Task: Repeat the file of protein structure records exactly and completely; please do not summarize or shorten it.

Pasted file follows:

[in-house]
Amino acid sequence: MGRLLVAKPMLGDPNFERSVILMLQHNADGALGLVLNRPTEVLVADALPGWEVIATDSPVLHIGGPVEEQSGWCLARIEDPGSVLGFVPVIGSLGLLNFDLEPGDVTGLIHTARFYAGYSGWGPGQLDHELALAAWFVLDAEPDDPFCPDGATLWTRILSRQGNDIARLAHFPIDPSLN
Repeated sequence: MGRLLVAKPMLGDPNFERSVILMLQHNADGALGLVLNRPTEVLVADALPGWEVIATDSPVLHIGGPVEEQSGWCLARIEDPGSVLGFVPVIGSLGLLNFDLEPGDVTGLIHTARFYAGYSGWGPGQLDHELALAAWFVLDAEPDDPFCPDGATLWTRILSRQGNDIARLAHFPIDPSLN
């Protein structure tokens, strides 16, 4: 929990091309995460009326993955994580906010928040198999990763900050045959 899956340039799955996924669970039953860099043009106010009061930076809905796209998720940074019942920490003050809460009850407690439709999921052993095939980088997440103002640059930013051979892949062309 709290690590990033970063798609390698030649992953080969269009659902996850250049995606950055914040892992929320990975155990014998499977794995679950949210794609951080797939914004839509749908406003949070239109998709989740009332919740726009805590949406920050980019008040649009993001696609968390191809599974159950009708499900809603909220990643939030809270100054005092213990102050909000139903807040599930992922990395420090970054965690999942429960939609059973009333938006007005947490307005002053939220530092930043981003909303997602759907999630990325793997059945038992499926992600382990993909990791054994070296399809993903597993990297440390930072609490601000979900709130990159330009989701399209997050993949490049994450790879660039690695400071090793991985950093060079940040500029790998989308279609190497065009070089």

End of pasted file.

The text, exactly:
[in-house]
Amino acid sequence: MGRLLVAKPMLGDPNFERSVILMLQHNADGALGLVLNRPTEVLVADALPGWEVIATDSPVLHIGGPVEEQSGWCLARIEDPGSVLGFVPVIGSLGLLNFDLEPGDVTGLIHTARFYAGYSGWGPGQLDHELALAAWFVLDAEPDDPFCPDGATLWTRILSRQGNDIARLAHFPIDPSLN
Repeated sequence: MGRLLVAKPMLGDPNFERSVILMLQHNADGALGLVLNRPTEVLVADALPGWEVIATDSPVLHIGGPVEEQSGWCLARIEDPGSVLGFVPVIGSLGLLNFDLEPGDVTGLIHTARFYAGYSGWGPGQLDHELALAAWFVLDAEPDDPFCPDGATLWTRILSRQGNDIARLAHFPIDPSLN
């Protein structure tokens, strides 16, 4: 929990091309995460009326993955994580906010928040198999990763900050045959 899956340039799955996924669970039953860099043009106010009061930076809905796209998720940074019942920490003050809460009850407690439709999921052993095939980088997440103002640059930013051979892949062309 709290690590990033970063798609390698030649992953080969269009659902996850250049995606950055914040892992929320990975155990014998499977794995679950949210794609951080797939914004839509749908406003949070239109998709989740009332919740726009805590949406920050980019008040649009993001696609968390191809599974159950009708499900809603909220990643939030809270100054005092213990102050909000139903807040599930992922990395420090970054965690999942429960939609059973009333938006007005947490307005002053939220530092930043981003909303997602759907999630990325793997059945038992499926992600382990993909990791054994070296399809993903597993990297440390930072609490601000979900709130990159330009989701399209997050993949490049994450790879660039690695400071090793991985950093060079940040500029790998989308279609190497065009070089």